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Actuals over averages: Carbon intensity at work

We can already see initial signs of commodity markets incorporating carbon intensity values in trade to drive commercial decisions and behaviour change. For example, lifecycle emissions declarations are already impacting manufacturing industries such as automotives and plastics, whereby accuracy is paramount for reporting, but also for competitiveness in the end user market. As a result, some buyers are already beginning to price premiums into low carbon feedstocks.

There are also a growing number of regulatory frameworks driving transparency in reporting. The European CBAM (Carbon Border Adjustment Mechanism) will be the world’s first border tax based on the carbon intensity of import materials.

While pricing impact begins only in 2026, reporting began in late 2023, with companies already requiring supplier declarations as a standard of trade. CBAMs will continue to shape global markets as countries seek to maintain the competitiveness of domestic manufacturing whilst increasing the ambition of domestic carbon pricing schemes. The UK announced a CBAM to begin in 2027, and Australia and the US are now discussing their own implementation plans.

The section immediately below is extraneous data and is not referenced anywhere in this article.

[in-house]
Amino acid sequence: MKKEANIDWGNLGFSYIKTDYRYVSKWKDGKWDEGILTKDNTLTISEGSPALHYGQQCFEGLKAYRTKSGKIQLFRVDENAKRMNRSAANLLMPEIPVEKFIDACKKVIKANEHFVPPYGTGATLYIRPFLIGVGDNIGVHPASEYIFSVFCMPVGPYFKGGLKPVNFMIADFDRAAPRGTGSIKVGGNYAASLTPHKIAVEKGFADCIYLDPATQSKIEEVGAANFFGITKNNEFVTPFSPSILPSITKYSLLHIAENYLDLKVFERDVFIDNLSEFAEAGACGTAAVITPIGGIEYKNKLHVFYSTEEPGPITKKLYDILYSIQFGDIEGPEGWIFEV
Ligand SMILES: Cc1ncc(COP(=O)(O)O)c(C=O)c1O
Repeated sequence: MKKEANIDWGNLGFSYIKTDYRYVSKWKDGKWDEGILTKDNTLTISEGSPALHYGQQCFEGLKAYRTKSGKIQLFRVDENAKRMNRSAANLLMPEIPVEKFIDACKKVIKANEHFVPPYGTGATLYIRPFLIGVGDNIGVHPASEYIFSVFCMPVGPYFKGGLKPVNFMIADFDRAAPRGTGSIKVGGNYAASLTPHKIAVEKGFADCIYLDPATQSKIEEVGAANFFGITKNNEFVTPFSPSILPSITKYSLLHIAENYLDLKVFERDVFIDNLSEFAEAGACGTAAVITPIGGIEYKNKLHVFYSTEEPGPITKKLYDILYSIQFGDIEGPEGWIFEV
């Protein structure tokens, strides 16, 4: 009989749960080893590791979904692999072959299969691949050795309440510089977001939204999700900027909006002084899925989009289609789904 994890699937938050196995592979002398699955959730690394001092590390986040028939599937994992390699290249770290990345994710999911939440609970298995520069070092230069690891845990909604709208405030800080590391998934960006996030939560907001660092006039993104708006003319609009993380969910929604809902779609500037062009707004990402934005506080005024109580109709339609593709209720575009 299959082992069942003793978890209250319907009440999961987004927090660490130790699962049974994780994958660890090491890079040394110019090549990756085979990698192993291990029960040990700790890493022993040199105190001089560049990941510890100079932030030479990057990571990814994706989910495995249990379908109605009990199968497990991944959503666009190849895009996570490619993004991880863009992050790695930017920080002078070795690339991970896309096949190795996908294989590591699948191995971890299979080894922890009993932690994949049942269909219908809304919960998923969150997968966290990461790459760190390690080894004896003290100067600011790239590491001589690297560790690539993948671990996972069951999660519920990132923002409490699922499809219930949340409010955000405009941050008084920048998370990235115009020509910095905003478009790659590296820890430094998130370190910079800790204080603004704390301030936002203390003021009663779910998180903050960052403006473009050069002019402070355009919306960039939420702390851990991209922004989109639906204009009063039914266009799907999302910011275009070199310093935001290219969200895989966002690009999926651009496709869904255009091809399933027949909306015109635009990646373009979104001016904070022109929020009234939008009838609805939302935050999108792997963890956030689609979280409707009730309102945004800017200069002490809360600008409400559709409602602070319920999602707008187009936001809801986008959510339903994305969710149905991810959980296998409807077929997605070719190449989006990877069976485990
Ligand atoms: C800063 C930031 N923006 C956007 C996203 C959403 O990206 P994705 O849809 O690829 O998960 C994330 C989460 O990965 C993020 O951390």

Regulatory frameworks involving Scope 3, or supply chain emissions, are also growing in prevalence. The first legislation begins in 2025 with the European Corporate Sustainability Reporting Directive (CSRD), requiring Scope 3 disclosure for large and listed companies, including banks for the commodities they trade finance. Scope 3 frameworks will continue to grow in count, with the most recent legislation proposed in California.

The amount of greenhouse gas emissions produced in the production of oil and other commodities can vary drastically.
The amount of greenhouse gas emissions produced in the production of oil and other commodities can vary drastically. Image: S&P Global

Enablers for carbon intensity markets

Reporting is only one piece of the puzzle — action is key. Encouragingly, commodity markets have tackled similar challenges before. Look no further than oil markets and the gradual desulphurization of refined products, whereby sulphur is now a key value component for crude oil.

Here’s what’s needed to make this happen for carbon intensity:


Standardized accounting does not exist for many industries, including how to define asset boundaries, methodologies and processes involving multiple products. That said, in some markets, standardization is being driven by regulators (such as with CBAM) and voluntary declaration standards, such as the LNG methodology the International Group of Liquified Natural Gas Importers developed in 2022, with additional sectoral approaches (for instance, for steel and cement industries) already underway.